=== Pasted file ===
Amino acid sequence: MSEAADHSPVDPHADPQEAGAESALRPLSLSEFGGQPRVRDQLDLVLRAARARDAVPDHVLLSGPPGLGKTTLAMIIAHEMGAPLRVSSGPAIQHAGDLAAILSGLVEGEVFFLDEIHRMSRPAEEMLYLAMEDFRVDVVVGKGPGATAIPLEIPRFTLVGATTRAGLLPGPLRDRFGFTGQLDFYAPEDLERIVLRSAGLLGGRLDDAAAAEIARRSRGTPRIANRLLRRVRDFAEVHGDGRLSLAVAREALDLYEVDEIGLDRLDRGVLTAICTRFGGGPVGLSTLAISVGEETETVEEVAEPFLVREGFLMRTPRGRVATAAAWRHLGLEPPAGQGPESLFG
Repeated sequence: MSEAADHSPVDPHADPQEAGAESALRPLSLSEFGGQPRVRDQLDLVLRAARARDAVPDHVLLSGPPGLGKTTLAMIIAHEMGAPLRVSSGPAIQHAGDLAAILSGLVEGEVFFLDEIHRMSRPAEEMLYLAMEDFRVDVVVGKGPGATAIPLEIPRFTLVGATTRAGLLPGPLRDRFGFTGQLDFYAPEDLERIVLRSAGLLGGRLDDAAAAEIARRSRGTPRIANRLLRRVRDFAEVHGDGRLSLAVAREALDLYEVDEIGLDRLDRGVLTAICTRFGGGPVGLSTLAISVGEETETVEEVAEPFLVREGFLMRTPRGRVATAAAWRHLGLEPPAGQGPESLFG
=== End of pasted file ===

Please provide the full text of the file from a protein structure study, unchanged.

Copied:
Amino acid sequence: MSEAADHSPVDPHADPQEAGAESALRPLSLSEFGGQPRVRDQLDLVLRAARARDAVPDHVLLSGPPGLGKTTLAMIIAHEMGAPLRVSSGPAIQHAGDLAAILSGLVEGEVFFLDEIHRMSRPAEEMLYLAMEDFRVDVVVGKGPGATAIPLEIPRFTLVGATTRAGLLPGPLRDRFGFTGQLDFYAPEDLERIVLRSAGLLGGRLDDAAAAEIARRSRGTPRIANRLLRRVRDFAEVHGDGRLSLAVAREALDLYEVDEIGLDRLDRGVLTAICTRFGGGPVGLSTLAISVGEETETVEEVAEPFLVREGFLMRTPRGRVATAAAWRHLGLEPPAGQGPESLFG
Repeated sequence: MSEAADHSPVDPHADPQEAGAESALRPLSLSEFGGQPRVRDQLDLVLRAARARDAVPDHVLLSGPPGLGKTTLAMIIAHEMGAPLRVSSGPAIQHAGDLAAILSGLVEGEVFFLDEIHRMSRPAEEMLYLAMEDFRVDVVVGKGPGATAIPLEIPRFTLVGATTRAGLLPGPLRDRFGFTGQLDFYAPEDLERIVLRSAGLLGGRLDDAAAAEIARRSRGTPRIANRLLRRVRDFAEVHGDGRLSLAVAREALDLYEVDEIGLDRLDRGVLTAICTRFGGGPVGLSTLAISVGEETETVEEVAEPFLVREGFLMRTPRGRVATAAAWRHLGLEPPAGQGPESLFG